The different attribute options in Identity Manager:
op-attr, attr, src-attr, dest-attr.
One of the key differentiators between Novell Identity Manager and the other products is the use of DirXML Script as a language to manage and manipulate Identity events. DirXML Script offers a large number of conditional tests, actions, and tokens.
Conditionals are things used in a condition (IF test). Originally the only place you could use these was in the conditions of a rule, but with the release of Identity Manager 3.5 an IF action was added that allowed the use of an IF test inside the Action block of a rule. This simple addition made a world of difference and allowed for some really complex rules to be built. At a client we actually built such a deeply nested rule that we exposed a number of bugs in Designer which was unable to actually handle it. Of course we reported the bugs in the forums (http://forums.novell.com or nntp://forums.novell.com if you like using a news reader), in the novell.support.identity-manager.designer forum, and it was fixed many months ago.
One of the really nice things about the Designer team is that they are very proactive about following the forums and bug reports there. If you report a bug, someone usually will respond or send you an email that they filed a bug in bugzilla (http://bugzilla.novell.com) and often I find it fixed within a few days. Then you can download the latest nightly build and test to see if they really fixed it. This development cycle is very compelling if you use it.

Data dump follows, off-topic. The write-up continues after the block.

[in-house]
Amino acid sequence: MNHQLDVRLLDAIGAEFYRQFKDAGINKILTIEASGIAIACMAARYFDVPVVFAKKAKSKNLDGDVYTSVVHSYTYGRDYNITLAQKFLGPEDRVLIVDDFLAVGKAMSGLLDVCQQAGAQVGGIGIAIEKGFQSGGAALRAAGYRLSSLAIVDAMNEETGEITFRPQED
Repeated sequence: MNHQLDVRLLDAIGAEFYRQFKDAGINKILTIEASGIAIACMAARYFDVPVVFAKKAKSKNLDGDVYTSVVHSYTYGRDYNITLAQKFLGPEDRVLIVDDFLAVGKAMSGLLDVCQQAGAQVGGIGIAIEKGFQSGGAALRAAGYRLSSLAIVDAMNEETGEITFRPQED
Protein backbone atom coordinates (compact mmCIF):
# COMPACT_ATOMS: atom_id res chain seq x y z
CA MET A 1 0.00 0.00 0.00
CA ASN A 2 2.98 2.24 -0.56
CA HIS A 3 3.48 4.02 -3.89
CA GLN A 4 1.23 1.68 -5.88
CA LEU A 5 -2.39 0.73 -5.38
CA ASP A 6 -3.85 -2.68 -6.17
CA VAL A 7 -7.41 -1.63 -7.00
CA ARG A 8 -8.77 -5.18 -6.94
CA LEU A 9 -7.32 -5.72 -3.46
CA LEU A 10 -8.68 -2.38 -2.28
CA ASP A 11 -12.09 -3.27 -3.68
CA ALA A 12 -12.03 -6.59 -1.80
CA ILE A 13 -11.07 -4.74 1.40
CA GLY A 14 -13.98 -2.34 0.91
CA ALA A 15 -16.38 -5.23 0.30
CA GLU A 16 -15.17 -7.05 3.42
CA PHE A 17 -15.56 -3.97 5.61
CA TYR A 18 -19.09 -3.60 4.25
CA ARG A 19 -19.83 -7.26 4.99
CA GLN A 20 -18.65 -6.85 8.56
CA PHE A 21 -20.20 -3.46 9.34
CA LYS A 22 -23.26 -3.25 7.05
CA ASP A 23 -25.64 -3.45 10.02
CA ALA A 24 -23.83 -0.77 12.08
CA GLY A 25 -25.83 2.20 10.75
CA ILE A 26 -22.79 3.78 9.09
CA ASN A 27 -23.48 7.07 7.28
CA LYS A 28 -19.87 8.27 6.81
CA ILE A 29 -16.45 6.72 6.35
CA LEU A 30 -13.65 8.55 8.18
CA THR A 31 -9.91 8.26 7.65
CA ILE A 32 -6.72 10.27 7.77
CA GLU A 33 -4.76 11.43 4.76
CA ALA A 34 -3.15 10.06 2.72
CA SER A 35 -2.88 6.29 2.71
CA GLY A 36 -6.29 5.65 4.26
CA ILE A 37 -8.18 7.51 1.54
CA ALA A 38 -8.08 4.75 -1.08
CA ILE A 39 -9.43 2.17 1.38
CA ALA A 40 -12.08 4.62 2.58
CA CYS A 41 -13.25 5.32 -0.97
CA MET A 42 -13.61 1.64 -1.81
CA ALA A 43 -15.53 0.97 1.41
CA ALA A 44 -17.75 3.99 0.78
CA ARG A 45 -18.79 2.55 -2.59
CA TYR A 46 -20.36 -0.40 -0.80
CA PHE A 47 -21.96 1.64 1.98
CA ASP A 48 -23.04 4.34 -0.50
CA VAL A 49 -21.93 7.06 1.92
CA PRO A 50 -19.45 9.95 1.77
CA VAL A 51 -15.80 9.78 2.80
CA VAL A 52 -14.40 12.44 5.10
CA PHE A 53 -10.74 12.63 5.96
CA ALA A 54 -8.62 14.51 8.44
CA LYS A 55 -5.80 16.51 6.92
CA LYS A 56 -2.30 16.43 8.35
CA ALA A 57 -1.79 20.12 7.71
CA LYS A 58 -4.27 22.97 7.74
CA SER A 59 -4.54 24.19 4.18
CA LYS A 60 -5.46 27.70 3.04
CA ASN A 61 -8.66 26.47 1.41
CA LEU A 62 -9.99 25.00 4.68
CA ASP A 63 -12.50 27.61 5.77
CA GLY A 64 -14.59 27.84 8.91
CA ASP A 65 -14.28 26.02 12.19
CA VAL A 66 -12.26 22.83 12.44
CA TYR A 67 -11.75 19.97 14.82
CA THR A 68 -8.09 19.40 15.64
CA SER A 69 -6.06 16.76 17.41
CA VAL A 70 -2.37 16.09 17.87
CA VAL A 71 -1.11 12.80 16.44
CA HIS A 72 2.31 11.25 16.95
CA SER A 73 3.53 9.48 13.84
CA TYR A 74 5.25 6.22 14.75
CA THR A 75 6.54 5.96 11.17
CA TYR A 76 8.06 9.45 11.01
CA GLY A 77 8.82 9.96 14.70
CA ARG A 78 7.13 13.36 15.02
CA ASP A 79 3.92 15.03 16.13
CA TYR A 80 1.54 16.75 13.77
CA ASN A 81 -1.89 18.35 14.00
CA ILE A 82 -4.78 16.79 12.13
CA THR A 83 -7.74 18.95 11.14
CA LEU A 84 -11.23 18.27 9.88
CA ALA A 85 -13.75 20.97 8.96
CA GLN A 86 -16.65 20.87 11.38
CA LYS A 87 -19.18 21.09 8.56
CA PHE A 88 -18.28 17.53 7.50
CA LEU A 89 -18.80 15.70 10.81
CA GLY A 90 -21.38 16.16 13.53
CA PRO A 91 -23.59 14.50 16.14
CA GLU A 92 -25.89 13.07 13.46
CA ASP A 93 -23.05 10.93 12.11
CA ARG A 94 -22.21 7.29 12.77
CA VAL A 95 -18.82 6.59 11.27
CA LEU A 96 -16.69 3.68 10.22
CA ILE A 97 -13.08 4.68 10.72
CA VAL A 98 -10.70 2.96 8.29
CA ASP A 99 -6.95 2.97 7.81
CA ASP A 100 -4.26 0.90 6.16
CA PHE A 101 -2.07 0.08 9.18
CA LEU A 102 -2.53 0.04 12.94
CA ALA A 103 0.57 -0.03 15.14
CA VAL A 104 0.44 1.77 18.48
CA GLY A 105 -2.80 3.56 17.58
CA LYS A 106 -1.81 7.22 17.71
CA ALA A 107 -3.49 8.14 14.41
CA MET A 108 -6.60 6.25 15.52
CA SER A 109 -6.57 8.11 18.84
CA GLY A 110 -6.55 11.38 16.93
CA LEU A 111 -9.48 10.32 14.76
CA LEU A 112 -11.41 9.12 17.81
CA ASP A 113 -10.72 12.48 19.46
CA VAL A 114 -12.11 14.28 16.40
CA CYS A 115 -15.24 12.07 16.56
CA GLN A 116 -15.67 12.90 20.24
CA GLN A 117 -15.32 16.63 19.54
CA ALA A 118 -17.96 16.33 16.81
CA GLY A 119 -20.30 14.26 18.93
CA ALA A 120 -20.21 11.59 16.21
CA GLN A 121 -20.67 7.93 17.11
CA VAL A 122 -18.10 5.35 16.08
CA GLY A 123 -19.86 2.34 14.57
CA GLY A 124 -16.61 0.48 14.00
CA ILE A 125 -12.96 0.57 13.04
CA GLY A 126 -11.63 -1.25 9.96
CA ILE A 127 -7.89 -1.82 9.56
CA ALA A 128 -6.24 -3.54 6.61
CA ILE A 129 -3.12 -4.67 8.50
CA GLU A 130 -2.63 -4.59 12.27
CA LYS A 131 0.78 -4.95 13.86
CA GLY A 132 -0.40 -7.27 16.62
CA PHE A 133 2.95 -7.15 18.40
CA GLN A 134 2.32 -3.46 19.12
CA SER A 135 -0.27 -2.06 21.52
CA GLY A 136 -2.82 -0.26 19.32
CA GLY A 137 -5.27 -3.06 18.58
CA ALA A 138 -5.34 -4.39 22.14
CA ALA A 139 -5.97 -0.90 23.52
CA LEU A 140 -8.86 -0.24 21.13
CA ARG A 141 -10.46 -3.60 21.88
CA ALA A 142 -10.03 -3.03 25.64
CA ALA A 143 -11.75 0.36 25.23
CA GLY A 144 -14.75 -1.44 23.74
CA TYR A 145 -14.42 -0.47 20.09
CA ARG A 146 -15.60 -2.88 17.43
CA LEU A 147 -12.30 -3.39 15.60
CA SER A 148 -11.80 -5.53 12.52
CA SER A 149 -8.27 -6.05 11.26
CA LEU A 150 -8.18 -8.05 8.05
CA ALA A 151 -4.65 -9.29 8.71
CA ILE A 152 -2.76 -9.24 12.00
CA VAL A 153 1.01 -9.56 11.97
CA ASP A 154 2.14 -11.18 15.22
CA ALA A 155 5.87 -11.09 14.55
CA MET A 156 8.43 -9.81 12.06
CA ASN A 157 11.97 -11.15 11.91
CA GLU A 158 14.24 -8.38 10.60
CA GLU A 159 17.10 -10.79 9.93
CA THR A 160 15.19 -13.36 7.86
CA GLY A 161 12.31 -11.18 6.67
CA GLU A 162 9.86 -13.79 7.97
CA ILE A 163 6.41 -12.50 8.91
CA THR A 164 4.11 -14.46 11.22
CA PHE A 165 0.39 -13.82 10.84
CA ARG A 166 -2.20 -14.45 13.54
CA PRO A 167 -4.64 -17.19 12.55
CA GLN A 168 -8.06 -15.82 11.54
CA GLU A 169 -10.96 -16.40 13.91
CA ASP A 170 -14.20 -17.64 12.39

Personally there have been a number of crippling interface bugs that only very complex rules exposed, and within two days of reporting them, they usually are resolved. It is tough to beat service like that!
Actions are things you can do, like set (or add. Set is for single valued attributes, or to make sure this is the only value. Add is for multi valued attributes, and adds a value to what is currently there) a value (in the source or destination). Like send an audit event, add something to the trace output, or send an email.
Any time you can provide a value, as a string, you get to Argument builder, which allows you to use tokens to develop and build strings. Tokens can be verbs or nouns. Nouns are tokens like Source Attribute, Destination Name, Time, etc. Verbs are tokens like substring, upper-case, Convert Time and many more. I have written about some of my favorites in other articles:
- Examples of using the ParseDN Token in Identity Manager
- The Query token in Identity Manager
- Mapping tables and Render browsed DN relative to policy option
- Using the Time Tokens in IDM 3.5
- Unique Name Token Functionality in IDM 3.5
There are many more than I ever would have time to discuss, and as you can see together these are pretty darn powerful!